Honda has a group recycle their batteries, Ford and General Motors both work with U.S. cars recycling program. Terry Cullum, director of environment and energy at General Motors, (affectionately known as “The end of Life Man”) and Scott Staley, Chief Engineer at Ford agree that batteries are recyclable. According to Staley, “the nickel in the hybrid battery is the nickel used in steel processing.” Cullum thinks, “there will be an infrastructure that will develop soon because of the inherent value in the battery. Johnson Controls has a keen interest in getting the batteries back. The recycling process is analogous to the current lead-acid battery, just with different technologies and different materials.”
In a letter to the Automotive News, June 7, 2004, Robert Stempel, CEO of Energy Conversion Devices wrote to the Editor, “As the inventor of the Ovonic Nickel Metal Hybrid Battery, Energy Conversion can assure your readers that nickel-metal hydride batteries are environmentally friendly and entirely recyclable. The environmental issues were part of the initial design considerations when the battery was developed in the early 1980s.”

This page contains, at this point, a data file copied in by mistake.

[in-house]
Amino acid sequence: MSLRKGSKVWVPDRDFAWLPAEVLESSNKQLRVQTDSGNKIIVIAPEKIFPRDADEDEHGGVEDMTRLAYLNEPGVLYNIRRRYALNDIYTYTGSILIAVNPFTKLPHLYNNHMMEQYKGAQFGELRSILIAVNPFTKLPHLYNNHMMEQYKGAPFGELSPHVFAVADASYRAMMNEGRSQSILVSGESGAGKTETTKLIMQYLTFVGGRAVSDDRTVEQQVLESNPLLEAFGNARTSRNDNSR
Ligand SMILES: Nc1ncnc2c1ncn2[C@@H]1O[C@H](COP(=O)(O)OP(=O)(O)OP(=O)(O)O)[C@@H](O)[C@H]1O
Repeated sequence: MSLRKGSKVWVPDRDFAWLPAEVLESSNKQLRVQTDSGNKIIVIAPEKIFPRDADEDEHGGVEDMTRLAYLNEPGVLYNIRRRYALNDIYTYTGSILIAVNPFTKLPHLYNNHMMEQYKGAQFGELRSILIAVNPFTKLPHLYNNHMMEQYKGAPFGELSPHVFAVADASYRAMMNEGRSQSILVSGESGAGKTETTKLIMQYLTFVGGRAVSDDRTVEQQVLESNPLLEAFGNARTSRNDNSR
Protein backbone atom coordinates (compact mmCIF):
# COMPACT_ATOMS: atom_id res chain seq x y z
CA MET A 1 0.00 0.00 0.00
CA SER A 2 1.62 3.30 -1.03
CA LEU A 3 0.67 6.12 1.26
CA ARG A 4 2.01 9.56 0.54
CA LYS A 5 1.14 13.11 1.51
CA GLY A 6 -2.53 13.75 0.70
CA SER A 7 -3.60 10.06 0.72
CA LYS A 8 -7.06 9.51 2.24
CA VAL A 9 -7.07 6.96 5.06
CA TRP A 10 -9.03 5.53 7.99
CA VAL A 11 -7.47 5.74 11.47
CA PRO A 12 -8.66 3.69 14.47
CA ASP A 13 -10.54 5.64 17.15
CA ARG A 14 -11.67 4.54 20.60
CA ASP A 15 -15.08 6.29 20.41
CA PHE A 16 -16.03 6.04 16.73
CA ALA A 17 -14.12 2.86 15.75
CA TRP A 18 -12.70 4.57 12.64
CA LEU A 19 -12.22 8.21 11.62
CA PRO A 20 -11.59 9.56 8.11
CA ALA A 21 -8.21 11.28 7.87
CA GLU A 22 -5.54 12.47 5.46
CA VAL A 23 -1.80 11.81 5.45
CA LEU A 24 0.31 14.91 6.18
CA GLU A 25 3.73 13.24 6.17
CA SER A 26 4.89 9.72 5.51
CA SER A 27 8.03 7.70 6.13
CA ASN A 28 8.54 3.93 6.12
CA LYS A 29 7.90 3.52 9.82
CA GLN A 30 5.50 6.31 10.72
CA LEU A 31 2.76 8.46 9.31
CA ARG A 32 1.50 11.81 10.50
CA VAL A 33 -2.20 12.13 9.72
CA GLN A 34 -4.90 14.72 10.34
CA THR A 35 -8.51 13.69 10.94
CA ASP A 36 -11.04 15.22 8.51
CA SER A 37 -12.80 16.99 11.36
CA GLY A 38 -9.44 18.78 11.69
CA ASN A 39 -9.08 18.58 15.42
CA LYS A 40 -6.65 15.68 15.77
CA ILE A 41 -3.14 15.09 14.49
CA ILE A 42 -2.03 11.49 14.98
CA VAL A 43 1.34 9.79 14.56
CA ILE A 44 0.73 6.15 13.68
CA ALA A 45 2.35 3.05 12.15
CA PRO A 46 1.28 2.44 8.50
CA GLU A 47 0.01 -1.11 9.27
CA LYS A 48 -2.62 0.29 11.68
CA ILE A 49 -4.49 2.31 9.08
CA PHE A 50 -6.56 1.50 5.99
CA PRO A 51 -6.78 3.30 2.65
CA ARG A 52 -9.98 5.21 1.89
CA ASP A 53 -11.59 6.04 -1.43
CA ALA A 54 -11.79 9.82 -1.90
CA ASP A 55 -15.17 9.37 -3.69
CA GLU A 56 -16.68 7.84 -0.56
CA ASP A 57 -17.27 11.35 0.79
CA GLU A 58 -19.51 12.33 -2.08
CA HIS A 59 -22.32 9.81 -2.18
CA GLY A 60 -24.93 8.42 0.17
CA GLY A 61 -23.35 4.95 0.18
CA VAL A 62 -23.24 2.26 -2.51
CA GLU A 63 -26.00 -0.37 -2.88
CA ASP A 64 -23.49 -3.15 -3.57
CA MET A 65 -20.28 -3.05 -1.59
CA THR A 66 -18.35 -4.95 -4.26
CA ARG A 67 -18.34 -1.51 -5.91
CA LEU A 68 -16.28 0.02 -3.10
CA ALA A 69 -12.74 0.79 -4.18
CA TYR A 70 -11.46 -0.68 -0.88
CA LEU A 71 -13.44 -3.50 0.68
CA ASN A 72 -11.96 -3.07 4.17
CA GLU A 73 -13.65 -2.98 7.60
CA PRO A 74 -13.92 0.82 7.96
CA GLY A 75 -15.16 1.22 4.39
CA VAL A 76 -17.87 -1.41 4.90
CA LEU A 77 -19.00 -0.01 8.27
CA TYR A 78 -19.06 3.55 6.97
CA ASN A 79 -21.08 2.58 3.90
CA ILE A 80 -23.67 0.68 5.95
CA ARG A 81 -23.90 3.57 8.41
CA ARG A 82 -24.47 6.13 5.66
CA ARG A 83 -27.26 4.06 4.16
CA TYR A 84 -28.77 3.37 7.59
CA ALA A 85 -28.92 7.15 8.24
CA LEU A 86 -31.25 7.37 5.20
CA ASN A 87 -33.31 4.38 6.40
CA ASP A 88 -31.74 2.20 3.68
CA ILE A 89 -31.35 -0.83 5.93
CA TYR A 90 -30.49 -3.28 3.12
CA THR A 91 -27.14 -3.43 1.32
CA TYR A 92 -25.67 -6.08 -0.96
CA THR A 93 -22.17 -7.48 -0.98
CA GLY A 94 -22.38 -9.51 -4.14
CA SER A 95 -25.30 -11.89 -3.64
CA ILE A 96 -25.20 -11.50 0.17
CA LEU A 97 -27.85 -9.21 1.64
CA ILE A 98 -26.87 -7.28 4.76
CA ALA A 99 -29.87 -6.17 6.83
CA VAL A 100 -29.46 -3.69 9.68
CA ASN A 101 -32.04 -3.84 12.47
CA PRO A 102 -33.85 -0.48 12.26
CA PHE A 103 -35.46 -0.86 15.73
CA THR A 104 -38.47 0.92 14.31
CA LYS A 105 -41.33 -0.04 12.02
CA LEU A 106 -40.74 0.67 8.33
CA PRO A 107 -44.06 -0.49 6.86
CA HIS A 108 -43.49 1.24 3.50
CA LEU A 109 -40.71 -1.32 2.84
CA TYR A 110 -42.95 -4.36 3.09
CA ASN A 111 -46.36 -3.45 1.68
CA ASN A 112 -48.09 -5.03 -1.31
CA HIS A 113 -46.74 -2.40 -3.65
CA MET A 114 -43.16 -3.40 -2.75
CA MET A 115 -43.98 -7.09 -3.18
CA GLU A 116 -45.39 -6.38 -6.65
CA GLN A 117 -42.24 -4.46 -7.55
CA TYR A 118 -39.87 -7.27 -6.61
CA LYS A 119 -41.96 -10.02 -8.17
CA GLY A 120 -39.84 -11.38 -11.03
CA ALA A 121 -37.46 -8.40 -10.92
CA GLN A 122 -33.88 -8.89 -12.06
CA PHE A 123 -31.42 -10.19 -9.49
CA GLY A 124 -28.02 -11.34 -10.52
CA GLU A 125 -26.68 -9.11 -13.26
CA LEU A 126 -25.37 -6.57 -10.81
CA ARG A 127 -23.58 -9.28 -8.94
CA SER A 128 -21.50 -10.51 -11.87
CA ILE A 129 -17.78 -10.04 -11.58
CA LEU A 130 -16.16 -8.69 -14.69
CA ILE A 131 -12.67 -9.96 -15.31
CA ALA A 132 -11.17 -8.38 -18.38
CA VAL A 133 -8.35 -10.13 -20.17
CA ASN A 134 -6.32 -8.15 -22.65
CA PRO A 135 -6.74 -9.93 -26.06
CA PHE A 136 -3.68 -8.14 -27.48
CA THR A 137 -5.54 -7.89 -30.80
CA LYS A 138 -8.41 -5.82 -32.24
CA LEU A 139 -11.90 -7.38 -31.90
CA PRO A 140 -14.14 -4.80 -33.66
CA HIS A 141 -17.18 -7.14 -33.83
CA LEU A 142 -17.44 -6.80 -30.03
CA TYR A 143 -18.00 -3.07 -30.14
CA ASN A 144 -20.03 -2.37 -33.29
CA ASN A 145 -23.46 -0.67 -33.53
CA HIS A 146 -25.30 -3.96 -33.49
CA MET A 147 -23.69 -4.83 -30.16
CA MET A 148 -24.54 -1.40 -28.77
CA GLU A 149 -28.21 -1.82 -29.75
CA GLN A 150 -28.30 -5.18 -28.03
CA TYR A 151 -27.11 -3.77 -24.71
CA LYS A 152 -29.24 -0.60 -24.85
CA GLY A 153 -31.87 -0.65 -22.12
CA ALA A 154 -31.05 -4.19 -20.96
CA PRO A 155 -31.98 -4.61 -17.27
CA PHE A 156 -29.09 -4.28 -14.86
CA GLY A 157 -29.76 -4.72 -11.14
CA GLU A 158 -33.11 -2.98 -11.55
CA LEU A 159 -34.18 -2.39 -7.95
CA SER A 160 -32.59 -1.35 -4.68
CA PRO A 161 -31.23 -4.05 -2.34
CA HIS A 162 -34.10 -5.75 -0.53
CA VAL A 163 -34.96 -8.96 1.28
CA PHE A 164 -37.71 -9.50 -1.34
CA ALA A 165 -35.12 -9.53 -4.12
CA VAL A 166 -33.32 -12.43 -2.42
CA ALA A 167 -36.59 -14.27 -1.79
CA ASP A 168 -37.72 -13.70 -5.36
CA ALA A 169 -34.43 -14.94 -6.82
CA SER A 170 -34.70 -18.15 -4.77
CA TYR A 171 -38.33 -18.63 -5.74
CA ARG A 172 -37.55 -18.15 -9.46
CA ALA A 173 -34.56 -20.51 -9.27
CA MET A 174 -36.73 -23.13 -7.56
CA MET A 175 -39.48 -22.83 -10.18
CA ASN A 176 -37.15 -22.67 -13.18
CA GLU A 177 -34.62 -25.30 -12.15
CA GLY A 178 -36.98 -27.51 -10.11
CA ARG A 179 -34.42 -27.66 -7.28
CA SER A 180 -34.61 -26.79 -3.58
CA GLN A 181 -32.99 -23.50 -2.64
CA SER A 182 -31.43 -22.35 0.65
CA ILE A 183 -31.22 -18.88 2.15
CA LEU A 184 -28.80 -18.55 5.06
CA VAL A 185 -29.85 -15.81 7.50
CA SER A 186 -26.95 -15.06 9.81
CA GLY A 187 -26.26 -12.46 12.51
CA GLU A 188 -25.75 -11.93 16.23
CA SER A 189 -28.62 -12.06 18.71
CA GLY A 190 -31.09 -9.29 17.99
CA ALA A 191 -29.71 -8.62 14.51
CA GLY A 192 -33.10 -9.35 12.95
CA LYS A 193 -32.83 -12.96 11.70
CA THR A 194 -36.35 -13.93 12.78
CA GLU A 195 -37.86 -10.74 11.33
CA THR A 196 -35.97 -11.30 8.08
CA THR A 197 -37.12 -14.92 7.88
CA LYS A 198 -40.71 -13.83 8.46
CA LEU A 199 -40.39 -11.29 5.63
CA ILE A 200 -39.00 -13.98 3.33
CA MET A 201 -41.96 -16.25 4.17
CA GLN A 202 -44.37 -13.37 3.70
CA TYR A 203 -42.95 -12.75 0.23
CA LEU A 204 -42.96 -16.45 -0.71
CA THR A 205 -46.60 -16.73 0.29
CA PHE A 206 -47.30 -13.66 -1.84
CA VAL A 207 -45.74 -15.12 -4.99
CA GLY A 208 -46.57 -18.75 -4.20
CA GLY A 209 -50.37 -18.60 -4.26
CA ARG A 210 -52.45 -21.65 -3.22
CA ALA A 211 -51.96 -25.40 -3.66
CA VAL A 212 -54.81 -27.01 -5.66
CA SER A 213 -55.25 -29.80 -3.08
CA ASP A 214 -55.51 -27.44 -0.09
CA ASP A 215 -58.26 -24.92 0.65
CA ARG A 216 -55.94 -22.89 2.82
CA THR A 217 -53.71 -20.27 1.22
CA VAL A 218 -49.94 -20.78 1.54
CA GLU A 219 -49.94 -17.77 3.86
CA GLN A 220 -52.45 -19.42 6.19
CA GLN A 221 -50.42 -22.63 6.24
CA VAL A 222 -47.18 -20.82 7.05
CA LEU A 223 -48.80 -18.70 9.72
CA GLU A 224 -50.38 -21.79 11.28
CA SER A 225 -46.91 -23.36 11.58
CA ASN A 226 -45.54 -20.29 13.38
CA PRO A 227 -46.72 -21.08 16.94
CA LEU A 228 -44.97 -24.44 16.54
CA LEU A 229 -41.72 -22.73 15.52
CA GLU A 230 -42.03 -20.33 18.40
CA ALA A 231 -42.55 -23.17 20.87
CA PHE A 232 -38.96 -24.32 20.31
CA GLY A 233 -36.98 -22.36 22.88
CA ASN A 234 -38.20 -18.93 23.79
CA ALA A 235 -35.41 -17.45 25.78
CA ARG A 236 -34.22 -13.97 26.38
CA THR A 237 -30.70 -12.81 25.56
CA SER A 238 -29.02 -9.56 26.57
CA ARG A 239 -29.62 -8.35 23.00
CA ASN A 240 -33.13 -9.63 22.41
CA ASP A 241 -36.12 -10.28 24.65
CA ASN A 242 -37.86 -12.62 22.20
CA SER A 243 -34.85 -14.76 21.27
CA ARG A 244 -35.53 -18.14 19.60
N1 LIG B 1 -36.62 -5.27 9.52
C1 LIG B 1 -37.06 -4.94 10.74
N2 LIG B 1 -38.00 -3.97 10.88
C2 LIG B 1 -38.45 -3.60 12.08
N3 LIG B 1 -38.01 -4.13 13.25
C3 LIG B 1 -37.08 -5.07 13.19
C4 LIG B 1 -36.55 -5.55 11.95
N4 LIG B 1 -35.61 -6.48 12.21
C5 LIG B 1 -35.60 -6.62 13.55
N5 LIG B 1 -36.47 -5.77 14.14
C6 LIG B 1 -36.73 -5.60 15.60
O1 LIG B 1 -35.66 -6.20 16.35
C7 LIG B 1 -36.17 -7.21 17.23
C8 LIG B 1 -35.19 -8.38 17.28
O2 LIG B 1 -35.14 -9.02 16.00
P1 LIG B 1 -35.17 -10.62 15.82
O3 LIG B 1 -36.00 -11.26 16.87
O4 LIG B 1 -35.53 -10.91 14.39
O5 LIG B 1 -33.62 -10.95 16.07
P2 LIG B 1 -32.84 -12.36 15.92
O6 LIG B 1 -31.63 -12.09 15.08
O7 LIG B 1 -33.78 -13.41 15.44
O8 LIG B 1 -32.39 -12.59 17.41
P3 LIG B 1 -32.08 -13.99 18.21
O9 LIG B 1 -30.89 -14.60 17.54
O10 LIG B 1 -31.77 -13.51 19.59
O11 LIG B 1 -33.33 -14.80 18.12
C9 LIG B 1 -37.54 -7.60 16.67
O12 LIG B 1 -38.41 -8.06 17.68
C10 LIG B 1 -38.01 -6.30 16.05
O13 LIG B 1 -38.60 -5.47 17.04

What about the cost? If we take the Ford Escape and the Ford Escape Hybrid, with all else being equal except mpg and price, the difference over five years will total $3,420. Take away $1,500 for the federal tax credit and you’re left with a deficit of $1,920. The difference in gas savings for the hybrid is $628. It would take three years to equal the price of an internal combustion engine cost.
But you would breathe easier knowing you were part of the alternative era.
Listen to Lou Ann Hammond, CEO as she talks to the host of the John Batchelor radio show about Alternative fuel